The GAMM is focused on four thematic priorities: (1) better organising legal migration and fostering well-managed mobility; (2) preventing and combating irregular migration and eradicating trafficking of human beings; (3) maximising the development impact of migration and mobility; (4) promoting international protection and enhancing the external dimension of asylum. The protection of human rights is a cross-cutting priority.

The GAMM is implemented through several political instruments (regional and bilateral policy dialogues and action plans), legal instruments (visa facilitation and readmission agreements), operational support and capacity-building (including via EU agencies, e.g. FRONTEX, EASO and ETF, and technical assistance facilities such as MIEUX and TAIEX) as well as the wide range of programme and project support that is made available to third country administrations and other stakeholders, such as civil society, migrant associations and international organisations.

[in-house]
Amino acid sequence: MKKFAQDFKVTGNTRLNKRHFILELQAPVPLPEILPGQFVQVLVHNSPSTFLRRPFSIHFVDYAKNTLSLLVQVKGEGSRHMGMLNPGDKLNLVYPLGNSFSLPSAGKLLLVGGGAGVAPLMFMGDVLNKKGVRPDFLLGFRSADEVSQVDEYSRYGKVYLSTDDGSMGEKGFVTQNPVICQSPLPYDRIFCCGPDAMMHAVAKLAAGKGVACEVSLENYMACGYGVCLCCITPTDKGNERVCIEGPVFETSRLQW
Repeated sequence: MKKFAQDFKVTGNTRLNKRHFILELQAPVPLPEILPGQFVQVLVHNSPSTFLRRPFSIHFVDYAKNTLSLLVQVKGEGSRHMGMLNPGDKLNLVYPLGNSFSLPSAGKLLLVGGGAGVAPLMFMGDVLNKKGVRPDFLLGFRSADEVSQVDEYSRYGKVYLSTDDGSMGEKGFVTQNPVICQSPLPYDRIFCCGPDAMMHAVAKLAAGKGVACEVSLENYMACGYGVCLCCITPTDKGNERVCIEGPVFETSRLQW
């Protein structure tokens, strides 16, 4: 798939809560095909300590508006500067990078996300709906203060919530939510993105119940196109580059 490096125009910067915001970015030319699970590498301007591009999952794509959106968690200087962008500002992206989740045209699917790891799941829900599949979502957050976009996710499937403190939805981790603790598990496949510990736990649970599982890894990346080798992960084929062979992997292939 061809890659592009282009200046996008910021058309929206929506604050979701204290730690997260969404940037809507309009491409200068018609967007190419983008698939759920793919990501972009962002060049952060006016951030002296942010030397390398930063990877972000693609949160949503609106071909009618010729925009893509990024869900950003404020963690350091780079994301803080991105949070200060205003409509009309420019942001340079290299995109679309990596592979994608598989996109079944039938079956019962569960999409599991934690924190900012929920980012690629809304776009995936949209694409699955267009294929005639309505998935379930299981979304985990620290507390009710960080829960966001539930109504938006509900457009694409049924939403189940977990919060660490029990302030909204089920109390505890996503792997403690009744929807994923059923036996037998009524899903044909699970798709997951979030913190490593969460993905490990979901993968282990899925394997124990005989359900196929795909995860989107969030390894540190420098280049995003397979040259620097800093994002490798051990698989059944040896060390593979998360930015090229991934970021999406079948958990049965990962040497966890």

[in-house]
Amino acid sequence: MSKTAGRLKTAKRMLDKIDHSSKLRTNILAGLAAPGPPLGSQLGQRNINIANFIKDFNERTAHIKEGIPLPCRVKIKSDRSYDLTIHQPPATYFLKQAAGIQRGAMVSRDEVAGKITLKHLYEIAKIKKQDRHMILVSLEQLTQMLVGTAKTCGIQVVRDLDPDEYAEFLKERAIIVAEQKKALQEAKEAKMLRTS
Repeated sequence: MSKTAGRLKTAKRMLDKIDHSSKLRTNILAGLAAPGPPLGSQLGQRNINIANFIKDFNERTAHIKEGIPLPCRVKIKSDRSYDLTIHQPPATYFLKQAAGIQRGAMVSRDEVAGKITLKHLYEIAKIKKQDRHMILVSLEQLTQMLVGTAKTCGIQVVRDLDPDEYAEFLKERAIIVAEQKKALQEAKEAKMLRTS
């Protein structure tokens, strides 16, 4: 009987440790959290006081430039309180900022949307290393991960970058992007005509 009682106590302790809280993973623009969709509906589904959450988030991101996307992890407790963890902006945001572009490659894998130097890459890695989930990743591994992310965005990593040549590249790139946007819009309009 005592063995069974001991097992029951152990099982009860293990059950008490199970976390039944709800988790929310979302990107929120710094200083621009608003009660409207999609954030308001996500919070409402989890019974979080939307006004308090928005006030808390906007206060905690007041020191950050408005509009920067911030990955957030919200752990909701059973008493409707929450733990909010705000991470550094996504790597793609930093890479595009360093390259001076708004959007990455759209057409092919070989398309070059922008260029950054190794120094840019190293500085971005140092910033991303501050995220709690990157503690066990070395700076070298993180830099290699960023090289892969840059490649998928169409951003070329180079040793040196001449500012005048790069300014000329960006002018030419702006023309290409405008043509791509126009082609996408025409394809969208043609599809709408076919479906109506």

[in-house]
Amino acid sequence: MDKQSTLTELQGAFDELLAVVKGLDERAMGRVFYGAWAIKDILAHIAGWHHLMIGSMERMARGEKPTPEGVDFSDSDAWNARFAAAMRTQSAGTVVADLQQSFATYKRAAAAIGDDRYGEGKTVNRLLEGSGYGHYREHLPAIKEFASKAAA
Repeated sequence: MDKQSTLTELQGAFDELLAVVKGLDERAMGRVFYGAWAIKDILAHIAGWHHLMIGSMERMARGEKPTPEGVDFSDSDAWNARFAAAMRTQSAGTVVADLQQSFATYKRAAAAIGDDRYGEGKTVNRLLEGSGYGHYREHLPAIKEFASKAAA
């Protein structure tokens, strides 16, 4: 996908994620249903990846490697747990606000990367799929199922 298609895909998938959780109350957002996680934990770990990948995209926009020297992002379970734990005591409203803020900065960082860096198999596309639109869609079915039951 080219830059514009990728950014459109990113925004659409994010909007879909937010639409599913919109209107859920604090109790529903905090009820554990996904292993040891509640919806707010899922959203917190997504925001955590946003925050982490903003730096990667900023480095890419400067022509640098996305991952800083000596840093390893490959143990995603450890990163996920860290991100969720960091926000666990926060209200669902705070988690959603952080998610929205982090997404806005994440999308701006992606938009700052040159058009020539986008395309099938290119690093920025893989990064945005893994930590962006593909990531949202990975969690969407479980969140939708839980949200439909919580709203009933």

The GAMM implementation is a common and shared responsibility of the Commission, EEAS (including EU Delegations) and Member States, in accordance with their respective competences as set out in the Treaties.

General background on migration and development

Almost all developing countries are significantly affected by population movements. Of the estimated 232 million international migrants, approximately three quarters are citizens of non-OECD countries, and about a third resides in low- or middle-income countries. Migration and mobility have the potential to act as powerful enablers for economic, social and environmental development in low- and middle-income countries of origin and destination.

Migration and mobility are important livelihood strategies for many people in developing countries, and migrants almost always multiply their incomes when moving. However, weak governance frameworks make migrants particularly vulnerable to violations of their fundamental freedoms, human and other rights. Migrants disproportionately bear the human, social and economic costs of migration.